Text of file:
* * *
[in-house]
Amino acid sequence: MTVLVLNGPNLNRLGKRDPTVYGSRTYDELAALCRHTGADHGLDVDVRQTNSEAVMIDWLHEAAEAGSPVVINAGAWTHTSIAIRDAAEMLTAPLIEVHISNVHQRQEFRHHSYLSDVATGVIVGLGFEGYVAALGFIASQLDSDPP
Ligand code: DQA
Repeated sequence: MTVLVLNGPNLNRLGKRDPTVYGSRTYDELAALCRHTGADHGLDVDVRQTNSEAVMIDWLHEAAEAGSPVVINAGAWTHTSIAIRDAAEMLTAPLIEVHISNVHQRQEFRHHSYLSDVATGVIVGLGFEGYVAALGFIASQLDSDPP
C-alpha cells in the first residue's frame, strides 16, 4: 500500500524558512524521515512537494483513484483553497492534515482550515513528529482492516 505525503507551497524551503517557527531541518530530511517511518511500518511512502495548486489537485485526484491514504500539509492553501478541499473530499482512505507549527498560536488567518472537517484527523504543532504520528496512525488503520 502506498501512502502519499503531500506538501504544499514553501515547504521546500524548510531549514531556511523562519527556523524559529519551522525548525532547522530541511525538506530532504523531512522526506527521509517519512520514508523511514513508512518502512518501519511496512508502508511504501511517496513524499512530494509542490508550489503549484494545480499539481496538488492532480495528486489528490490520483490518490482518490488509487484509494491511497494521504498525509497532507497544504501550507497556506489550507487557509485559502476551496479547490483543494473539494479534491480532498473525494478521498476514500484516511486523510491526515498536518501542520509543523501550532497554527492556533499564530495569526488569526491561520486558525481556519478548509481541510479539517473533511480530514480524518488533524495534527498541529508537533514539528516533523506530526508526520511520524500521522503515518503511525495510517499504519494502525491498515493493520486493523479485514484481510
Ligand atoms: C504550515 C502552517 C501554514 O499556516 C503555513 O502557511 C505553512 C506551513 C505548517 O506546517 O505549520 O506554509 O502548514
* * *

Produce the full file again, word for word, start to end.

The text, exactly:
[in-house]
Amino acid sequence: MTVLVLNGPNLNRLGKRDPTVYGSRTYDELAALCRHTGADHGLDVDVRQTNSEAVMIDWLHEAAEAGSPVVINAGAWTHTSIAIRDAAEMLTAPLIEVHISNVHQRQEFRHHSYLSDVATGVIVGLGFEGYVAALGFIASQLDSDPP
Ligand code: DQA
Repeated sequence: MTVLVLNGPNLNRLGKRDPTVYGSRTYDELAALCRHTGADHGLDVDVRQTNSEAVMIDWLHEAAEAGSPVVINAGAWTHTSIAIRDAAEMLTAPLIEVHISNVHQRQEFRHHSYLSDVATGVIVGLGFEGYVAALGFIASQLDSDPP
C-alpha cells in the first residue's frame, strides 16, 4: 500500500524558512524521515512537494483513484483553497492534515482550515513528529482492516 505525503507551497524551503517557527531541518530530511517511518511500518511512502495548486489537485485526484491514504500539509492553501478541499473530499482512505507549527498560536488567518472537517484527523504543532504520528496512525488503520 502506498501512502502519499503531500506538501504544499514553501515547504521546500524548510531549514531556511523562519527556523524559529519551522525548525532547522530541511525538506530532504523531512522526506527521509517519512520514508523511514513508512518502512518501519511496512508502508511504501511517496513524499512530494509542490508550489503549484494545480499539481496538488492532480495528486489528490490520483490518490482518490488509487484509494491511497494521504498525509497532507497544504501550507497556506489550507487557509485559502476551496479547490483543494473539494479534491480532498473525494478521498476514500484516511486523510491526515498536518501542520509543523501550532497554527492556533499564530495569526488569526491561520486558525481556519478548509481541510479539517473533511480530514480524518488533524495534527498541529508537533514539528516533523506530526508526520511520524500521522503515518503511525495510517499504519494502525491498515493493520486493523479485514484481510
Ligand atoms: C504550515 C502552517 C501554514 O499556516 C503555513 O502557511 C505553512 C506551513 C505548517 O506546517 O505549520 O506554509 O502548514